Tokyo (AsiaNews) – Preliminary talks between the two Koreas are taking place today ahead of the second intra-Korean summit announced by both the North and the South for August 28-30. In South Korea people are hopeful but many have doubts about what might come from summit between South Korean President Roh Moo-hyun and North Korean leader Kim Jong-il. The first official summit between the two Korean states, which are still technically at war, occurred on June 15, 2000, in Pyongyang. Kim Dae-jung, the father of the ‘Sunshine Policy,’ was then South Korean president. The second summit will also take place in Pyongyang.
In a joint statement the two Koreas announced that a peace treaty covering the Korean peninsula and the denuclearisation of the North were on the table. Many observers in South Korea and around the world were surprised.
The United States was informed only a few hours before the public announcement. Although surprised it responded diplomatically. “We have long welcomed and supported North-South dialogue and hope that this meeting will help promote peace and security on the Korean peninsula, fulfilling the goals of the six-party talks,” State Department spokesperson Joanne Moore said.
In South Korea many are apprehensive about the meeting. According to Japanese daily Asahi Shimbum, there is no sign of the euphoria that greeted news when the first summit was announced in 2000. Similarly, in an editorial The Korea Herald summarises fears people and politicians hold, highlighting what it considers the summit’s three main flaws—location, timing and agenda.
First is location. In 2000 Kim Jong-il had pledged that he would make a return visit to Seoul. Instead, the second summit is again taking place in Pyongyang and this is irking quite a few South Koreans.
Even though National Intelligence Service Chief Kim Man-bok told journalists that the North wanted to hold the summit in Pyongyang because it is a good place to welcome President Roh, for many the real reason to hold the summit in North Korean capital lies in the dear leader’s security fears and domestic propaganda. But President Roh is also party responsible for the choice since he stated that he was willing to meet Kim any time, anywhere.
According to Seo Jae-jin, a researcher at the Korea Institute for National Unification, North Korea wants to promote their dear leader's authority by inviting the South Korean president to their place.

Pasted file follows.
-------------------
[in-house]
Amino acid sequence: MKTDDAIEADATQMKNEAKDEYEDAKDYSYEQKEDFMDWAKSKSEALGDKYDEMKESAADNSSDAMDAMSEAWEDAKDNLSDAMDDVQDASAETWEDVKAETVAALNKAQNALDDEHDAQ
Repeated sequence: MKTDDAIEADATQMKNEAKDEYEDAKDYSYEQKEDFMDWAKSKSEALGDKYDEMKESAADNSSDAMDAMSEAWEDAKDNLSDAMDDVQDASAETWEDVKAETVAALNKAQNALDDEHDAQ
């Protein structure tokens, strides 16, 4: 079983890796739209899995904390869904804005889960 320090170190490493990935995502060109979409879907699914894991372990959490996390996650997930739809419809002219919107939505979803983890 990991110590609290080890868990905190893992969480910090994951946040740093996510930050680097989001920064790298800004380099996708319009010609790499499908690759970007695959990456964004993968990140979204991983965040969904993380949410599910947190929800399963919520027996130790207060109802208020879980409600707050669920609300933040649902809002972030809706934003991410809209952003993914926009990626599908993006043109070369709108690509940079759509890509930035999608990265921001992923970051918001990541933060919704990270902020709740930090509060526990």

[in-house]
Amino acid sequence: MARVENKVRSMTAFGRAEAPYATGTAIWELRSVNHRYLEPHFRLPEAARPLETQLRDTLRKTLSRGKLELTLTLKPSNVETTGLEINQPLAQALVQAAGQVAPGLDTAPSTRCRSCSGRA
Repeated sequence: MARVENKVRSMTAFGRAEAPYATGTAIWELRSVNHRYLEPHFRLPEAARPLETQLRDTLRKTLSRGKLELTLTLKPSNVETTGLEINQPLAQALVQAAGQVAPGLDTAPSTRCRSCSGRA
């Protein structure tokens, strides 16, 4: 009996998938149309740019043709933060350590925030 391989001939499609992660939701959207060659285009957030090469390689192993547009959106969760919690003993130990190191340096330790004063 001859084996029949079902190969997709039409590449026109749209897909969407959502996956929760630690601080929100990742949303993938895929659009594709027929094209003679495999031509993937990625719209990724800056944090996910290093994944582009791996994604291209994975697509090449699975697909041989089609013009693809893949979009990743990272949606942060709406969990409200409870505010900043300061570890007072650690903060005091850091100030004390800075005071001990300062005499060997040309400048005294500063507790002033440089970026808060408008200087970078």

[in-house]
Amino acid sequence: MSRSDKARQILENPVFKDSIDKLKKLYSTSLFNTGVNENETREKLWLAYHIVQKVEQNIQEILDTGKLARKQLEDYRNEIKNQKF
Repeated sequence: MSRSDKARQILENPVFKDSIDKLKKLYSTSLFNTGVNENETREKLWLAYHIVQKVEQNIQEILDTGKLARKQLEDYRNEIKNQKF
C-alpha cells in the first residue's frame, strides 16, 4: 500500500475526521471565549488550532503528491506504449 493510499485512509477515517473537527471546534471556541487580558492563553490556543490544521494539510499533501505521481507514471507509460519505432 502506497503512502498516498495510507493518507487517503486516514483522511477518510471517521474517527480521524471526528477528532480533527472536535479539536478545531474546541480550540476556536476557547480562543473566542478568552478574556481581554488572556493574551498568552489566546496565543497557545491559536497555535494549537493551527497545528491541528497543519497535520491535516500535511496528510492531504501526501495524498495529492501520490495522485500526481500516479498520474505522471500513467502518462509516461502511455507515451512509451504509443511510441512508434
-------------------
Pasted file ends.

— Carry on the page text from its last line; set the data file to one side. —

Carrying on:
Some experts have instead speculated that the North insisted on Pyongyang as the summit place due to Kim's bad health as the British newspaper Daily Telegraph reported in June.
South Korea’s main opposition party, the Grand National Party (GNP), is especially upset at the timing. Presidential elections are scheduled for December, and whilst the constitution does not allow Mr Roh to run again, the summit might give the ruling URI party a boost in the polls. URI is a staunch backer of the Sunshine Policy towards the North; by contrast, the GNP remains sceptical about its.
Critics are also concerned about what is on the summit’s agenda.
Despite misgivings of many, other South Koreans have a great deal of hope that something positive might come out of the event. They point to the fact that since the first summit in 2000, relations between the two Koreas have improved.
For President Roh the summit does not only represent a way to favour his party’s ambitions but corresponds to his belief that the unification of the peninsula can be achieved through gradual, multilayered steps. Economic co-operation is seen as the first stage in this process and will certainly be on the discussion table.
In a meeting with Unification Minister Lee Jae-joung, former President and Nobel Laureate Kim Dae-jung praised the second intra-Korean summit, hopeful that such summits might be held regularly, once a year.
As the architect of the ‘Sunshine Policy’ he told the minister that the upcoming summit in the North Korean capital might improve ties between the two Koreas because it is taking parallel to the six-nation talks on North Korea’s denuclearisation.